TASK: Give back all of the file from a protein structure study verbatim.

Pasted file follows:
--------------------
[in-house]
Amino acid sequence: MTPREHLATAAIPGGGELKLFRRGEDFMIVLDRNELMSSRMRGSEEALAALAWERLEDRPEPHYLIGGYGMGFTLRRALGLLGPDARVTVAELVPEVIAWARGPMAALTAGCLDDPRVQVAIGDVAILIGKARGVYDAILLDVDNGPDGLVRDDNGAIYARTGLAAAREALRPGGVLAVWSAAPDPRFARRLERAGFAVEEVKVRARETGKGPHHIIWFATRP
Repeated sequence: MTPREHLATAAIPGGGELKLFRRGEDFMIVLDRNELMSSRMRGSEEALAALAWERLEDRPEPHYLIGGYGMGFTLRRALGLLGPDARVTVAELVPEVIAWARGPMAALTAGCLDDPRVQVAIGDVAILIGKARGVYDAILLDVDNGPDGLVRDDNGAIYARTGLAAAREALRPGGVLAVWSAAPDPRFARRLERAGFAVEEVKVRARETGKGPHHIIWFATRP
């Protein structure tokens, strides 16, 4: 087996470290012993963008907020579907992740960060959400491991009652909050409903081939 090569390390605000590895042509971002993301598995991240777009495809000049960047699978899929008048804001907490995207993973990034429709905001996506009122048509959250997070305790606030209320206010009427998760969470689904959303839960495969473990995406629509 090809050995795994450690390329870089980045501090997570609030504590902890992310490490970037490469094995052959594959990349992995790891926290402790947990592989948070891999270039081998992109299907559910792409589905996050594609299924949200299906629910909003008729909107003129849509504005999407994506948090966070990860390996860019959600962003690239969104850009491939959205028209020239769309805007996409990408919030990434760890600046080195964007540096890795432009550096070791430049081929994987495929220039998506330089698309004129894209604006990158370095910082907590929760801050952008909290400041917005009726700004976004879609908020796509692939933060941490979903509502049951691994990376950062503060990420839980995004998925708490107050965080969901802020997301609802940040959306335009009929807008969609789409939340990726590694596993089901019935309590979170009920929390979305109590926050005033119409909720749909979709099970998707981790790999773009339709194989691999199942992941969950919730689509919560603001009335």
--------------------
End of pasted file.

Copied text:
[in-house]
Amino acid sequence: MTPREHLATAAIPGGGELKLFRRGEDFMIVLDRNELMSSRMRGSEEALAALAWERLEDRPEPHYLIGGYGMGFTLRRALGLLGPDARVTVAELVPEVIAWARGPMAALTAGCLDDPRVQVAIGDVAILIGKARGVYDAILLDVDNGPDGLVRDDNGAIYARTGLAAAREALRPGGVLAVWSAAPDPRFARRLERAGFAVEEVKVRARETGKGPHHIIWFATRP
Repeated sequence: MTPREHLATAAIPGGGELKLFRRGEDFMIVLDRNELMSSRMRGSEEALAALAWERLEDRPEPHYLIGGYGMGFTLRRALGLLGPDARVTVAELVPEVIAWARGPMAALTAGCLDDPRVQVAIGDVAILIGKARGVYDAILLDVDNGPDGLVRDDNGAIYARTGLAAAREALRPGGVLAVWSAAPDPRFARRLERAGFAVEEVKVRARETGKGPHHIIWFATRP
């Protein structure tokens, strides 16, 4: 087996470290012993963008907020579907992740960060959400491991009652909050409903081939 090569390390605000590895042509971002993301598995991240777009495809000049960047699978899929008048804001907490995207993973990034429709905001996506009122048509959250997070305790606030209320206010009427998760969470689904959303839960495969473990995406629509 090809050995795994450690390329870089980045501090997570609030504590902890992310490490970037490469094995052959594959990349992995790891926290402790947990592989948070891999270039081998992109299907559910792409589905996050594609299924949200299906629910909003008729909107003129849509504005999407994506948090966070990860390996860019959600962003690239969104850009491939959205028209020239769309805007996409990408919030990434760890600046080195964007540096890795432009550096070791430049081929994987495929220039998506330089698309004129894209604006990158370095910082907590929760801050952008909290400041917005009726700004976004879609908020796509692939933060941490979903509502049951691994990376950062503060990420839980995004998925708490107050965080969901802020997301609802940040959306335009009929807008969609789409939340990726590694596993089901019935309590979170009920929390979305109590926050005033119409909720749909979709099970998707981790790999773009339709194989691999199942992941969950919730689509919560603001009335």